Determinants of female participation in primary education: a study of Kwale and Taita-Taveta districts, Kenya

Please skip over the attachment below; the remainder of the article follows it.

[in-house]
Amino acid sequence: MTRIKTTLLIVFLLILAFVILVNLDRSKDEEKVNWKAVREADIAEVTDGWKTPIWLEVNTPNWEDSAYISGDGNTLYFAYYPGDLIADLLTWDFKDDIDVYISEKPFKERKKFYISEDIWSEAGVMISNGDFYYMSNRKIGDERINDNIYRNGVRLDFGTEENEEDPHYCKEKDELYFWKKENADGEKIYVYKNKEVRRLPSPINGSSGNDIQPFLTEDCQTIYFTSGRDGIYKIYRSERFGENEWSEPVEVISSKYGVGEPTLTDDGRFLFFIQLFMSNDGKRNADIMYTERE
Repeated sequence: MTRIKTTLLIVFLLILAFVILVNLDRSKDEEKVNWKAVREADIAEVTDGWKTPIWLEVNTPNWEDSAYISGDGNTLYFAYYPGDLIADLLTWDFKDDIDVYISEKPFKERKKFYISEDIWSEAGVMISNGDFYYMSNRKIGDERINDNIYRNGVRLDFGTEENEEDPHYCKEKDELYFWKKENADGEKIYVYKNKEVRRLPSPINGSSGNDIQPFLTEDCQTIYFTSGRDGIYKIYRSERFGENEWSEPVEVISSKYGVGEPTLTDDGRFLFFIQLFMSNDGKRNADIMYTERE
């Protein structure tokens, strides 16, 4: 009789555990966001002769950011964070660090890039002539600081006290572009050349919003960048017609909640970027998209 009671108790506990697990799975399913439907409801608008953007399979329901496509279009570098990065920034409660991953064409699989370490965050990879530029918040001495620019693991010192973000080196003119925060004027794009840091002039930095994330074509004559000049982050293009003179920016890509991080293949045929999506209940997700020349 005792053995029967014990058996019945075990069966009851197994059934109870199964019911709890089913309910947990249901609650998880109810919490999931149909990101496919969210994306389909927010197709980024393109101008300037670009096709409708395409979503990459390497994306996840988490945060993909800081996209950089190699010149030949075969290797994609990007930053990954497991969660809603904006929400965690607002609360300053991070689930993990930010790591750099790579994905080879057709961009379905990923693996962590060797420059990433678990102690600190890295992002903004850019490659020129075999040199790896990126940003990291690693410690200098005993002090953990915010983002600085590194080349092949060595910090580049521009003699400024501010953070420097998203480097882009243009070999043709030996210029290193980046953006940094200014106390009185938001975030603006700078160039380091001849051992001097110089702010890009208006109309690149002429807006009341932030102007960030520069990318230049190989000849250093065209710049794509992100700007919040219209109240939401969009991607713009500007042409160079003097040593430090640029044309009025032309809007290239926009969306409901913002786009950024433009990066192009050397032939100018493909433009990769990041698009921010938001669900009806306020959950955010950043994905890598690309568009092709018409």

The purpose of this study was to investigate factors that determine female participation in primary education in Kwale and Taita-Taveta District of the Coast Province of Kenya. The study was based on a conceptual framework which centres on a gender structuring theory in which it is argued that culturally determined ways of defining women and men and their roles in a given society shape gender specific opportunities and constraints. It influences the manner in which the society orders its relations of production and the distribution of resources including education that result in gender differences. Seven research tasks guided the study. They included:(i) participation rate of girls in primary education in the two districts, (ii) participation rate as related to socio-economic factors, (iii) the influence of the educational level of family members, (iv) socio-cultural attitudes towards education, (v) the effect of household labour activities, (vi) school based factors and the perceptions on the importance of girl's primary education. The sample population of the study consisted of 120 household heads, 20 headteachers, 10 Islamic religious leaders, 2035 pupils from standard six, seven and eight of whom 1037 were girls. Data was collected through documentary review, in-depth interviews with household heads, headteachers and Islamic religious leaders, while primary school pupils completed a questionnaire. Participatory observation was also carried out in a small number of schools and households selected from within the main sample. Research findings established that there exist serious disparities which date back to the colonial period. Taita-Taveta which was fully integrated into the colonial economy and is relatively among the rich districts in the country has more educational resources than Kwale and girls’ participation rates in primary education are higher. Boys and girls ratios in this district are equal. Government intervention in through the abolition of the so called school fees benefited girls only marginally with a small rise in enrollment, but did not significantly alter the boy-girl ratio in Kwale. Girls' participation is not only affected by low enrolments, but also by promotion or progression rates. It was established that with the expansion of primary education after independence, dropout rates rose from about 20 to 40 per cent for Kwale, while in Taita-Taveta the range was from 11 to 20 per cent. Although dropout rates appeared high for both boys and girls in Kwale it affected the latter more seriously than the former. Dropout rates for girls are not only high throughout the classes, but become more pronounced in the upper classes. Taita-Taveta does not only register low dropout rates but also retains more girls in the primary school system through repetition. Research findings also established that in terms of socio-economic factors, a large proportion of the community is involved in productive a economic activity that enables them to meet the high cost of their children’s education as compared to Kwale. Closely related to the parental socio-economic background is the educational level of the family members. It is an important factor influencing the participation of girls in primary education, for parents who themselves are educated; impart a positive view of schooling among their children. Taita-Taveta has a high percentage of parents who attained basic education than Kwale. The study also concludes that although a vast majority of parents in both Kwale and Taita-Taveta, have positive attitudes of educating both boys and girls, they are generally less inclined to educate girls than boys and harbour some traditional values that discourage the former's active participation in primary education. Religion that constitutes part of the socio-cultural factors was found to have a strong impact on girl's education. In Kwale where the population is predominantly Muslim, religious leaders who hold a strong sway are not only opposed to schooling in general, but to girls’ education in particular. Western education is believed to have a disruptive effect on Islamic institutions. The socio-cultural attitudes that tend to discourage girl's schooling encourage them to participate more in domestic and farm work, thereby reducing their participation in education. With respect to school factors, although on the overall headteachers did not think that the school environment is discriminative against girls, it was established that the primary school teaching force is male dominated in the two districts and holds very negative views about girls schooling which adversely influence their participation. Finally the study concludes that the communities in both Kwale and Taita-Taveta hold positive views about the importance of providing basic education to girls. The provision of literacy, numeracy and cognitive skills in primary education enhances women's ability to perform the multitude functions that contribute to the social and economic development. A number of factors identified in the study are readily subject to alteration through policy intervention. It is therefore recommended that the literacy campaign that the government has been waging should be stepped up as well as public awareness strategy to change gender stereotypes about female education.